Anyway, I don't know if exact details or backstory would be any good at this point so as briefly as I can put it: it was a situation that was dealt with very poorly. I was told to leave a show that I wasn't causing trouble at because someone spread a rumor that I was going to "ruin it". I was dragged out of the show by my ankles through the kitchen. I have a linoleum burn scar on my shoulder from this. Once we were outside it was like yelling at a wall. I knew it wasn't worth talking with this guy but I also wasn't going to back down. But it always feels like this, where I'm choking on the rush of frustrations and words that don't quite say what I need them to. It's thoroughly embarrassing to recall actually, just standing there crying out of anger, crying because my body can't hold in all the rage I feel, unable to articulate myself. Tears that look like weakness.

"…it sees 
the violence
embedded in silence

This eye
is not for weeping
its vision
must be unblurred

though tears are on my face
its intent is clarity
it must forget nothing"

-excerpt from From the Prison House by Adrienne Rich

I don't even remember what I said to him but it was certainly better than his lecture on how the punk brotherhood works. I made this flyer the next day and hung them up on his street and the record stores in town.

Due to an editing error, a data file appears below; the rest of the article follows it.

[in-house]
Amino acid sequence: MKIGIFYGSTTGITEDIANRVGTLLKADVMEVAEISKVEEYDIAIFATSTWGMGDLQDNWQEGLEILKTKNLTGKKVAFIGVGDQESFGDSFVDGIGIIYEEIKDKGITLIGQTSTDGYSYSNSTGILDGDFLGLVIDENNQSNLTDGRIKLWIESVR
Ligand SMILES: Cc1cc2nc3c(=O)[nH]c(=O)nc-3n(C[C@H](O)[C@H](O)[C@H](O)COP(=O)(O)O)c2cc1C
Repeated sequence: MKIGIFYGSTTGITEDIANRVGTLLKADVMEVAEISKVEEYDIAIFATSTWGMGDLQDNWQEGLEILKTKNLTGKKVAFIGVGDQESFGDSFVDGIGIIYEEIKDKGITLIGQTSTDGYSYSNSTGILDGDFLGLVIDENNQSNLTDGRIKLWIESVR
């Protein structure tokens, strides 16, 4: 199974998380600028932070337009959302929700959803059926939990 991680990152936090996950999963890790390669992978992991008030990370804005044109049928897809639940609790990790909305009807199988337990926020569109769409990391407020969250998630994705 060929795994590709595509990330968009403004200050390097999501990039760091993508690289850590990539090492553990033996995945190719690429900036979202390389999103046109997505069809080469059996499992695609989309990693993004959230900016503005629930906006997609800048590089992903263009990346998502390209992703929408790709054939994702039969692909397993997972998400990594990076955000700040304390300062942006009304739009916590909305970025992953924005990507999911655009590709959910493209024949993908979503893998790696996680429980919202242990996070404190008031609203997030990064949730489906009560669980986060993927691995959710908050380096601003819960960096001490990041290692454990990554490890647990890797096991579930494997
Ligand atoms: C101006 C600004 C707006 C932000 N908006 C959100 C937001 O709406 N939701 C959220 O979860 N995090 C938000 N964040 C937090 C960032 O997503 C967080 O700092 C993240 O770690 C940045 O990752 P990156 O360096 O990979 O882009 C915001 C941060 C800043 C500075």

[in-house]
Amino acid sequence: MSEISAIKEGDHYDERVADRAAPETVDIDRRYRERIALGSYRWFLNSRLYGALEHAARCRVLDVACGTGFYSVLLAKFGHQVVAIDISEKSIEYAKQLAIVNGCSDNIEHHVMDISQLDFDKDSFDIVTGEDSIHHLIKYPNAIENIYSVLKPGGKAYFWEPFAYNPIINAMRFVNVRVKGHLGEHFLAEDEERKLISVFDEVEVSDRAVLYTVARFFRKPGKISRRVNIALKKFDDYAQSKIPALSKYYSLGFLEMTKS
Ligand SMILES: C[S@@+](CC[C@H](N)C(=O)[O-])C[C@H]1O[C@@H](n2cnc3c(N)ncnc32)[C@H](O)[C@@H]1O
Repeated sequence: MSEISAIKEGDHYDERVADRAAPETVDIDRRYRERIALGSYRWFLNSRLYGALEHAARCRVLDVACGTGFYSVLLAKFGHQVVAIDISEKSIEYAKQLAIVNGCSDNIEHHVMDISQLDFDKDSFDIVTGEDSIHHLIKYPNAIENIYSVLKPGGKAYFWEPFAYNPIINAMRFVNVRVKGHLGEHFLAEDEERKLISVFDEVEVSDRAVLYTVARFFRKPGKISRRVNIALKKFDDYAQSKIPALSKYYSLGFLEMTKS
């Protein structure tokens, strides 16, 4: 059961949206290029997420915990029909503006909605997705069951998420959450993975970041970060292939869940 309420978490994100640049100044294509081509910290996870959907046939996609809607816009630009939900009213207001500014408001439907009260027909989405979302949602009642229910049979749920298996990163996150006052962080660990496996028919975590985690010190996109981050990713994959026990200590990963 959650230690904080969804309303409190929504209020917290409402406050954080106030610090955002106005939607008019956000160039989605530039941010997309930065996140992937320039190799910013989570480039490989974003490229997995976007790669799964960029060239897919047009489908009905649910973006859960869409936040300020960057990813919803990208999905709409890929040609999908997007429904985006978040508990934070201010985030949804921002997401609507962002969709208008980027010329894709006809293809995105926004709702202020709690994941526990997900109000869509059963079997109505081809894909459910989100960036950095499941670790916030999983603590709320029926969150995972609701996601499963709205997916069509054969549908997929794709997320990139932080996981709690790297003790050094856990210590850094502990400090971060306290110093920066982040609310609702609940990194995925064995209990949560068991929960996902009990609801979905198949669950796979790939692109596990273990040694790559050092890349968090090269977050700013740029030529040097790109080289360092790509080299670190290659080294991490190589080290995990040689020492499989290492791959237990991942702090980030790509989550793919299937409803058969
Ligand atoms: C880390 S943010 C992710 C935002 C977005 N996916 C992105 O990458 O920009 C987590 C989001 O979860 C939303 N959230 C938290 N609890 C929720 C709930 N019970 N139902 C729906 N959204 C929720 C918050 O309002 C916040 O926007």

Confronting Real Life Bro Culture has mostly been like this: I am quick to be restrained & I almost always stand alone. People assume that I'm tough enough or that I can handle it on my own but that's just not how it works. 

You could say "fuck scenes" but honestly, that's so lazy, so fuck you too. We are all involved in scenes. It's about what you actively do, not about what you say. These things happen because not enough people are outwardly/explicitly against them! I don't give a damn if the next day you come up to me and tell me how fucked up something I experienced was. Here and now please. I am tired of standing alone. 

And it isn't only about speaking up when something bad is going down. It's also about recognizing the actions around you that perpetuate or let a bro culture exist///thrive. I watched someone who I should have never considered a friend (he, and many other dudes, honestly, would barely talk to me unless I was dating somebody they considered important in the scene) film the WANTED incident. I also recall him in a different situation standing aside and laughing while I was in a physical altercation (someone called me a 'mixed race piece of shit') … and people wonder why I hesitated to bow down to every move this guy made or even think he was okay at all. Everyone thought I was just being judgmental or too hard on him ("come on, he's a nice guy…"), but he was the kind of person that made me feel like I stood alone. I just don't need nice guys in my life, ya know?

Answering this question is honestly just sad. I think to myself, how, or why, could or do these things happen? Doesn't anyone have my back? Doesn't anyone think the way I do? But the last way I'd feel is shocked. This is the current state of things; this is why I push back.